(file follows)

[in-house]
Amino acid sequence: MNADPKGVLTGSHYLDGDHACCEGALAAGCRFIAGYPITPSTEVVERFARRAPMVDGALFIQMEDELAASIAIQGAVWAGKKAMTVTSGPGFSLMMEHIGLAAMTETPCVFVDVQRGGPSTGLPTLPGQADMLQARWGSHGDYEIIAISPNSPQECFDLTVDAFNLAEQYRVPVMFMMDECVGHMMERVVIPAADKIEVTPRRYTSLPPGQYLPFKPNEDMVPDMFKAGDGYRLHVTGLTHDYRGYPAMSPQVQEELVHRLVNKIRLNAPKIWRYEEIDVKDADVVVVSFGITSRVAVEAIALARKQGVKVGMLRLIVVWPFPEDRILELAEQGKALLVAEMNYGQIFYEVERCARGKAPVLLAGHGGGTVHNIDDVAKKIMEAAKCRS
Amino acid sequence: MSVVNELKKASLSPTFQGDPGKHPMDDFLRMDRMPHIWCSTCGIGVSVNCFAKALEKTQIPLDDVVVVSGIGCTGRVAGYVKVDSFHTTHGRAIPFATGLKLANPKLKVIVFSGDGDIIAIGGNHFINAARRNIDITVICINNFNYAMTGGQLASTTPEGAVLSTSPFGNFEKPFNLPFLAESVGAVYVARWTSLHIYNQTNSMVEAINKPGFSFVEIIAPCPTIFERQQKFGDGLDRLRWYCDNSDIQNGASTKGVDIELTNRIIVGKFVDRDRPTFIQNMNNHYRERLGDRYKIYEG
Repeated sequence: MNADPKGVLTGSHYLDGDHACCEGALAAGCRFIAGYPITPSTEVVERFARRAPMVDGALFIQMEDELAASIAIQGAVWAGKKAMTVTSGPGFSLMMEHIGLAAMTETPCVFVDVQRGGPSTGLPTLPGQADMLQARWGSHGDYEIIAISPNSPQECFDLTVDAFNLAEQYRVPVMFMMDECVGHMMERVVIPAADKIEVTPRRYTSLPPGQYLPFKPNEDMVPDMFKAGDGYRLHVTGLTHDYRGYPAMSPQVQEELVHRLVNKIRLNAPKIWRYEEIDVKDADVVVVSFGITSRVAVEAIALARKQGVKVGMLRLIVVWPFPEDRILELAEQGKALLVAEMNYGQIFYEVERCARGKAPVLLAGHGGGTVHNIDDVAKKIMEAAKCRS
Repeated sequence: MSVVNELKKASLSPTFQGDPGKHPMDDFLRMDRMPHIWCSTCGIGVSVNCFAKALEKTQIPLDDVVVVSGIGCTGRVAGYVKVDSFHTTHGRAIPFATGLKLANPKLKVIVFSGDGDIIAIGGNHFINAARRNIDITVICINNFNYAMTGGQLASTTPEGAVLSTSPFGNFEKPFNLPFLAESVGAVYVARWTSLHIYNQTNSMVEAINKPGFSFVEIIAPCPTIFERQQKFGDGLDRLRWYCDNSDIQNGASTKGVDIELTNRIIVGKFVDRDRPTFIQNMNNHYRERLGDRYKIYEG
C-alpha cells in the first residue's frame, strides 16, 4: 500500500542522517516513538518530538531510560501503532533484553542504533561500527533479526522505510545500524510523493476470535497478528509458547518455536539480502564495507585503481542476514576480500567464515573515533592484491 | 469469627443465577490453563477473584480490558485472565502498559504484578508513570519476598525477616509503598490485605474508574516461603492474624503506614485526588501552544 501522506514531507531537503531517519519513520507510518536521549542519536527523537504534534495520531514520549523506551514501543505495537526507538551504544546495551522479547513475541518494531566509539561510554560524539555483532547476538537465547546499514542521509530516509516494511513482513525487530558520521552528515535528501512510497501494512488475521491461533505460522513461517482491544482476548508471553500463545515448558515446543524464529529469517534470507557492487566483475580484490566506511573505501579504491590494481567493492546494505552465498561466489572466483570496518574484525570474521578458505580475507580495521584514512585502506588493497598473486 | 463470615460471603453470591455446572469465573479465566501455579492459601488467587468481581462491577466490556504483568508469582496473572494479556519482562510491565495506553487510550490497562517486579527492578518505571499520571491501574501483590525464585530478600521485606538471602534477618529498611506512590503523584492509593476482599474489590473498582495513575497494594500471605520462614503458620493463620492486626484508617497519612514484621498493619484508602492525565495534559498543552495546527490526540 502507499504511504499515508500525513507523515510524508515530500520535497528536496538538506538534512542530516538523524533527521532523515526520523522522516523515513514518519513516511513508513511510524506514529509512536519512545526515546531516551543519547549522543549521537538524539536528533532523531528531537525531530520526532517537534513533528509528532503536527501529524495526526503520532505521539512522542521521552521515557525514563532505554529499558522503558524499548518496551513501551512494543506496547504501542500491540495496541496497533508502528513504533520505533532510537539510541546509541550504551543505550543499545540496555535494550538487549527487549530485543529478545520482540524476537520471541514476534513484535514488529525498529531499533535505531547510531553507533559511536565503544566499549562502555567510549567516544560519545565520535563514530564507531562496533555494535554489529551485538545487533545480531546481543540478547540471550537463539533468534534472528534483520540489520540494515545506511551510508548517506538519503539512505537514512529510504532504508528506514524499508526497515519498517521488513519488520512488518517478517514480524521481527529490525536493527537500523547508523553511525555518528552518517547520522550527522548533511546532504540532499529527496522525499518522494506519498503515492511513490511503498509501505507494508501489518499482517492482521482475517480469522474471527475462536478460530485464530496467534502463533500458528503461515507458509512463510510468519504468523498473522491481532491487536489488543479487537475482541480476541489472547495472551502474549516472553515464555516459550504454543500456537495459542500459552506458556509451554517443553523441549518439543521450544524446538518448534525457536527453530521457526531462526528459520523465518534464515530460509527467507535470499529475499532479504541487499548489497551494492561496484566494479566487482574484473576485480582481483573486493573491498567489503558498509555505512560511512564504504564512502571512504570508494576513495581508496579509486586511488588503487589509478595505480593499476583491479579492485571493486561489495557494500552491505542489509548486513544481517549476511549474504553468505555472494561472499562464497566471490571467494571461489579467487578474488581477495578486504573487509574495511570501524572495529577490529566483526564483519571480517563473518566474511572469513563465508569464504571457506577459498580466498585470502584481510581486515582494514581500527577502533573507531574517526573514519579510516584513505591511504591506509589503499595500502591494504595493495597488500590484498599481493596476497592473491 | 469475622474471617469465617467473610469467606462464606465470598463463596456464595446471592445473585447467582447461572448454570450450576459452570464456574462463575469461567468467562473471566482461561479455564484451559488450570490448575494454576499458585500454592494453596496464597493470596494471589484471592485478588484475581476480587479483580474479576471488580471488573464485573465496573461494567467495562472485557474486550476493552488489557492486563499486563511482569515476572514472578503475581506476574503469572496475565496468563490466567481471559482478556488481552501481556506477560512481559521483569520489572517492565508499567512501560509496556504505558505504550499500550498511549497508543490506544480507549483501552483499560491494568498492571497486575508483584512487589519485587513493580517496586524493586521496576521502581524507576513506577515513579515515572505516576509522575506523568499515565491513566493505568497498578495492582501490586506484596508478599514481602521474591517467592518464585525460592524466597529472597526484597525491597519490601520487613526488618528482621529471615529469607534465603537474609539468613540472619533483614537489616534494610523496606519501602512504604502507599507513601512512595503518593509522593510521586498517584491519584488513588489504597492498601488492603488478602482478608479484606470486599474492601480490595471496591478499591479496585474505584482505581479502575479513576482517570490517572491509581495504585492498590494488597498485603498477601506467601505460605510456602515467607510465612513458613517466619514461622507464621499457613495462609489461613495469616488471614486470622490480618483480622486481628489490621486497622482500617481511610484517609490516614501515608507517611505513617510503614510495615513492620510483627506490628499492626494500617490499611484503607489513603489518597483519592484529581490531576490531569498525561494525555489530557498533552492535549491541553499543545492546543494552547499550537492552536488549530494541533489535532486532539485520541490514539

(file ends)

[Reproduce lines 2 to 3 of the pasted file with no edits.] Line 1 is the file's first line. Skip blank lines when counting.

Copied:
Amino acid sequence: MNADPKGVLTGSHYLDGDHACCEGALAAGCRFIAGYPITPSTEVVERFARRAPMVDGALFIQMEDELAASIAIQGAVWAGKKAMTVTSGPGFSLMMEHIGLAAMTETPCVFVDVQRGGPSTGLPTLPGQADMLQARWGSHGDYEIIAISPNSPQECFDLTVDAFNLAEQYRVPVMFMMDECVGHMMERVVIPAADKIEVTPRRYTSLPPGQYLPFKPNEDMVPDMFKAGDGYRLHVTGLTHDYRGYPAMSPQVQEELVHRLVNKIRLNAPKIWRYEEIDVKDADVVVVSFGITSRVAVEAIALARKQGVKVGMLRLIVVWPFPEDRILELAEQGKALLVAEMNYGQIFYEVERCARGKAPVLLAGHGGGTVHNIDDVAKKIMEAAKCRS
Amino acid sequence: MSVVNELKKASLSPTFQGDPGKHPMDDFLRMDRMPHIWCSTCGIGVSVNCFAKALEKTQIPLDDVVVVSGIGCTGRVAGYVKVDSFHTTHGRAIPFATGLKLANPKLKVIVFSGDGDIIAIGGNHFINAARRNIDITVICINNFNYAMTGGQLASTTPEGAVLSTSPFGNFEKPFNLPFLAESVGAVYVARWTSLHIYNQTNSMVEAINKPGFSFVEIIAPCPTIFERQQKFGDGLDRLRWYCDNSDIQNGASTKGVDIELTNRIIVGKFVDRDRPTFIQNMNNHYRERLGDRYKIYEG